It happened while I was researching a two-part newspaper piece on preservation in Easton, Connecticut.
A writer’s process
As a journalist, I have explored many, many topics. Every now and then something happens and things just click for me, I feel touched by the subject matter. This was one of those times.
It started out innocently and routinely. I wanted to really understand the topic and the two properties in these stories – Trout Brook Valley and South Park Avenue. And it seemed they were connected by a fish called the brook trout.
I decided that the way for me to write the best stories possible was to form my own connection to these special fish, swimming the waterways in Easton for tens of thousands of years.
Trout Brook Valley has already been preserved but the 29.6 acre South Park Avenue is currently under threat of development, which puts the future of the brook trout swimming there in jeopardy. See, one of the things I learned is how hard it would be to protect the fish if the property gets developed.
What’s good for fish is good for people
The section of the Mill River connected to the property known as South Park Avenue is one of only 10 Class 1 wild trout management areas remaining in Connecticut.
Its conditions are precisely what this native fish needs to reproduce.
The fact that something designed by nature to support life could be a rarity alarmed me.
Cold water – which brook trout need – feeds into the river from deep down in the adjacent Easton Reservoir. The water remains cold enough for the trout even through the hottest summers.
The brook trout lay their eggs in gravel sized just right and oxygenated by the free flowing currents of the river.
Were development to begin, it will be very difficult to prevent the demise of all this. The beauty and wonder of what nature has given us in this space will change. Disturbing the ground causes debris to flow into the river, thwarting oxygenation of the eggs. Run-off from the asphalt would heat up the water.
The selectmen say that the river will be protected but once the property – currently owned by Easton and undeveloped other than a few structures – is turned over the town loses control.
The selectmen say they want to sell the property for money to help the town. I believe they think it is best. But, whoever buys the land can break any agreement to protect the river and I wonder if there will be the money (from taxpayers) – or inclination – to defend the river.
The brook trout at home
Their habitat in the Mill River, while robust, is also a particularly vulnerable one.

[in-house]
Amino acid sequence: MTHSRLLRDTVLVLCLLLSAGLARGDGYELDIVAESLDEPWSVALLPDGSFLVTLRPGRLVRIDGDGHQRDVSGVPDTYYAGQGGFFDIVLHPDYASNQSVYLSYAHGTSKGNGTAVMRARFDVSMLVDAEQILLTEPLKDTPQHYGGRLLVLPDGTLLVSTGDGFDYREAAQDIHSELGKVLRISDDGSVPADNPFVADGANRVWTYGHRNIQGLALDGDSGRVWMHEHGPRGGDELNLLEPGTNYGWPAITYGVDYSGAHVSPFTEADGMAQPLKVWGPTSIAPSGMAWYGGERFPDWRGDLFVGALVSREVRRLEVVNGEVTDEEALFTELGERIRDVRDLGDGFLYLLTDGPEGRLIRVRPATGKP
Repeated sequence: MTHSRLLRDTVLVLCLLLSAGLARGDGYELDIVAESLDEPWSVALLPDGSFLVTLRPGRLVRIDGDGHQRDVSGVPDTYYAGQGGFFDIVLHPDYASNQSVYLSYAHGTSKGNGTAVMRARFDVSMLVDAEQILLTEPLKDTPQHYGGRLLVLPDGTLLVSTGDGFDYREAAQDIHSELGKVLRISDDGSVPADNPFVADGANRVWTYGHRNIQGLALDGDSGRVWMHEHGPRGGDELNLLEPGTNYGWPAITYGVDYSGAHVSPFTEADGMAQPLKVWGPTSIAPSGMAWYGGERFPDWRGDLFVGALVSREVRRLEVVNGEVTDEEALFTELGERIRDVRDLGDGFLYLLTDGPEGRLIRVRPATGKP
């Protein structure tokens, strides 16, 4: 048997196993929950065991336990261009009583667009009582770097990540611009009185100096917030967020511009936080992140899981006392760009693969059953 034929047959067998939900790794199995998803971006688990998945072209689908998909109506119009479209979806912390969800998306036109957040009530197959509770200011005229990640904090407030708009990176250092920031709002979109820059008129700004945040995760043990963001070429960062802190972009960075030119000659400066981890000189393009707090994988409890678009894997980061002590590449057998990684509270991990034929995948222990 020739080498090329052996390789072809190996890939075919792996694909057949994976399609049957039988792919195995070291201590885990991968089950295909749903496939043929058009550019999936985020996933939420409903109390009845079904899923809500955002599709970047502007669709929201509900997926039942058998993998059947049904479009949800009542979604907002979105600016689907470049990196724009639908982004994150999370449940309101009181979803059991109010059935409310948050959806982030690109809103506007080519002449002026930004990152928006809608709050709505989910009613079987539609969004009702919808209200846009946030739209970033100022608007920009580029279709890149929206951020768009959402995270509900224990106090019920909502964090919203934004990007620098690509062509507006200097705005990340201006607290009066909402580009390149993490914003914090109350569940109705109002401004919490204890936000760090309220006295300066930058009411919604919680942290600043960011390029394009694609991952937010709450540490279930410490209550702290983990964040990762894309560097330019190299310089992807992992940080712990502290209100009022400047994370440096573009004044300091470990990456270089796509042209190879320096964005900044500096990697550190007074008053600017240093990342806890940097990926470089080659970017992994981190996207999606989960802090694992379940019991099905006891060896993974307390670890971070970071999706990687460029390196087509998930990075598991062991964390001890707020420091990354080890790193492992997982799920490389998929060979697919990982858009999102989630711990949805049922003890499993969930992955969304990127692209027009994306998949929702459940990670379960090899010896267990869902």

For the stories, I talked to James Prosek – an Easton artist and writer who has made a career out of his love of fish, first sparked on the Mill River – and Tim Barry, supervising fisheries biologist at Connecticut DEEP Western HQ.
Their passion must have been contagious because I found myself wanting to learn as much as I could. And the more I discovered, the more invested I became.
I began to find it hard to understand that anyone could fail to see how special the South Park Avenue property is really.
It’s not that I became anti-development in general. I became an advocate for this particular property.
I cannot tell you what exactly sparked my interest. Maybe the fact that the fish have been there for tens of thousands of years. Maybe because I find fish fascinating and the thought of them peacefully existing on that river for so long made me want to protect them. And maybe because it’s such a clean resource amazingly close to places like Bridgeport, Conn. and New York City.
It just seems remarkable to me.
Where’s the rhyme, where’s the reason?
Area conservationists are imploring the three man board to retain ownership and keep it undeveloped.
I would love to see it become a conservation education center. There is already a house on the property that could be used.
What struck me the hardest about all of this perhaps is how far-reaching the effects can encompass.
To say that what happens in a living waterway such as the Mill River will stay within the boundaries of the town doesn’t make a lot of sense to me. So much of nature – which we all need to survive – could be at stake. Water is fluid. Anything that happens on that river could potentially effect people many miles away.
What right do we have to destroy these fish and the land that embraces their home?
I have been reaching out to people looking for possibilities to preserve South Park Avenue.
Send an email to preservation @ southparkavenue.com (no spaces) with ideas, comments or for more information.
Here’s the two-part Preserving Easton story links: